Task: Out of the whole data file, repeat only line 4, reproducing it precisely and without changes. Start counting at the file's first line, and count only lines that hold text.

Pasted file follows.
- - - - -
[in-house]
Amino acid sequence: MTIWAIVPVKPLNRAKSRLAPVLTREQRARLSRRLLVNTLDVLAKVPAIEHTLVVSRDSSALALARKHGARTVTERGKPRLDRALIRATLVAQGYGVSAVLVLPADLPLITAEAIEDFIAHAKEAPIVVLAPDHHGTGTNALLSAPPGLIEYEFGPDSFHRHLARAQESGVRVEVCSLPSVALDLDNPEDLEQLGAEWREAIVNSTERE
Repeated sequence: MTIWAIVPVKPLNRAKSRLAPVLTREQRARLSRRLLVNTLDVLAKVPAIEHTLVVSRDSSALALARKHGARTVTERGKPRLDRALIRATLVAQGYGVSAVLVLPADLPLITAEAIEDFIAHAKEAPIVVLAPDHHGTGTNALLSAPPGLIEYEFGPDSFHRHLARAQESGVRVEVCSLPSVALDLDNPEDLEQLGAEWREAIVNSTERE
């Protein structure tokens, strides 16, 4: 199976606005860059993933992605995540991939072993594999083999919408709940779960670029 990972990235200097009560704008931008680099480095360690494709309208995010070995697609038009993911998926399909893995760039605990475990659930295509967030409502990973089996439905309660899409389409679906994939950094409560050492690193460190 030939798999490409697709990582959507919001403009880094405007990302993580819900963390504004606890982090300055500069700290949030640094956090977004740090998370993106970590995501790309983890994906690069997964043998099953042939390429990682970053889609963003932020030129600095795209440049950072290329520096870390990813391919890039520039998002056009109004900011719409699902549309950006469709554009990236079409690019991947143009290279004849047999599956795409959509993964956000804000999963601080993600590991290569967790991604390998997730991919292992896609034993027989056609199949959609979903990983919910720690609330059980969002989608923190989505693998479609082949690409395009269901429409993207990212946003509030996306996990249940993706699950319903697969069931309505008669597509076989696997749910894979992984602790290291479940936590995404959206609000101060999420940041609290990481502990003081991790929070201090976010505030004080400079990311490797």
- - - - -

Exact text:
């Protein structure tokens, strides 16, 4: 199976606005860059993933992605995540991939072993594999083999919408709940779960670029 990972990235200097009560704008931008680099480095360690494709309208995010070995697609038009993911998926399909893995760039605990475990659930295509967030409502990973089996439905309660899409389409679906994939950094409560050492690193460190 030939798999490409697709990582959507919001403009880094405007990302993580819900963390504004606890982090300055500069700290949030640094956090977004740090998370993106970590995501790309983890994906690069997964043998099953042939390429990682970053889609963003932020030129600095795209440049950072290329520096870390990813391919890039520039998002056009109004900011719409699902549309950006469709554009990236079409690019991947143009290279004849047999599956795409959509993964956000804000999963601080993600590991290569967790991604390998997730991919292992896609034993027989056609199949959609979903990983919910720690609330059980969002989608923190989505693998479609082949690409395009269901429409993207990212946003509030996306996990249940993706699950319903697969069931309505008669597509076989696997749910894979992984602790290291479940936590995404959206609000101060999420940041609290990481502990003081991790929070201090976010505030004080400079990311490797």